HL Charleston Sept/Oct 2023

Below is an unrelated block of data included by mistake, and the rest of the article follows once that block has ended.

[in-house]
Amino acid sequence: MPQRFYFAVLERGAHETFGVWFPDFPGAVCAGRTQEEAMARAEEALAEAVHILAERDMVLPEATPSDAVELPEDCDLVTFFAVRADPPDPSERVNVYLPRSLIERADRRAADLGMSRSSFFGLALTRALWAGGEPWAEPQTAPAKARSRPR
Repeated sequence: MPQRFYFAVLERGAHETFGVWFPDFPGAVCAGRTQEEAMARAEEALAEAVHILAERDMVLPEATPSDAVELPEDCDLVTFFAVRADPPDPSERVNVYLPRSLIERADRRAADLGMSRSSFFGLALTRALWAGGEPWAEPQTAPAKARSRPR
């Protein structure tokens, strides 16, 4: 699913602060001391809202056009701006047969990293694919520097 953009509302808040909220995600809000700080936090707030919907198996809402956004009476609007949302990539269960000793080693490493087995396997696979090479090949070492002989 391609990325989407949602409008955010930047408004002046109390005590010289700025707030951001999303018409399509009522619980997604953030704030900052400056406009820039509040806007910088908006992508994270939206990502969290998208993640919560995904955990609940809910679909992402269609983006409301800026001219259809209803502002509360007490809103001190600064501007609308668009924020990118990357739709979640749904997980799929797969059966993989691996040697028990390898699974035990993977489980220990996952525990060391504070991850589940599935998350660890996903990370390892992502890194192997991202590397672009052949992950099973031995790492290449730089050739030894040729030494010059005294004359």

66 | HealthLinksSC.com CHARLESTON COUNTY MEDICAL SOCIETY AS CLEAR AS A BELL By Theresa Stratford You might recognize Dr. Thaddeus John Bell from local TV commercials promoting the COVID vaccine for Black people. Or maybe you saw him recently speaking to local news anchors about health disparities among the Black population. HealthLinks highlighted Dr. Bell’s professional trajectory pre-pandemic, in early 2020, and a lot has changed since then. A primary care physician in North Charleston, Dr. Bell has dedicated his life to solving the health disparities in the Black population. He was one of the first African Americans to work for the National Park Service – he was stationed at Yosemite – and later he was the first African American to teach at Gaffney High School. He also was one of the first Blacks to be accepted to the College of Medicine at the Medical University of South Carolina in 1972. It was in medical school that Dr. Bell started to notice the health disparities among Black people, and he discovered that this situation was related to racism, health literacy and poverty. What motivated him even more to become a doctor was the realization that outcomes for Black patients usually were better when they were treated by Black doctors. Dr. Bell started the nonprofit Closing the Gap in Health Care in 2005 to help decrease health disparities and enhance health literacy in minority communities. Since then, he has appeared on radio shows, presented “barbershop talks” at churches all over South Carolina and created hundreds of digital newsletters with health-related themes. He was recognized by the National Medical Association in 2013 as a distinguished physician and received a lifetime achievement award from the Charleston County Medical Society. He also offers a scholarship for Black health professional students at MUSC. Despite all this success, Dr. Bell does not see his mission receding anytime soon. He noted that the most dangerous threats to health among Black people are heart disease, cancer, HIV, kidney disease, mental health issues and social issues. Unfortunately, once the number of COVID-related deaths began to rise in mid-2020, Dr. Bell noticed that Black people were being disproportionally affected by the pandemic. He attributed the higher percentage of cases among Blacks, especially from the Omicron variant, to lower vaccination rates, less access to care than patients of other ethnicities and a lack of information about how COVID spreads and how people who contract the virus should take care of themselves. “The pandemic uncovered some racism among the medical community against Blacks,” Dr. Bell said. “Closing the Gap had to really get to work and build those relationships with the Black community. There was a high level of distrust toward the medical community and the government.” Dr. Thaddeus John Bell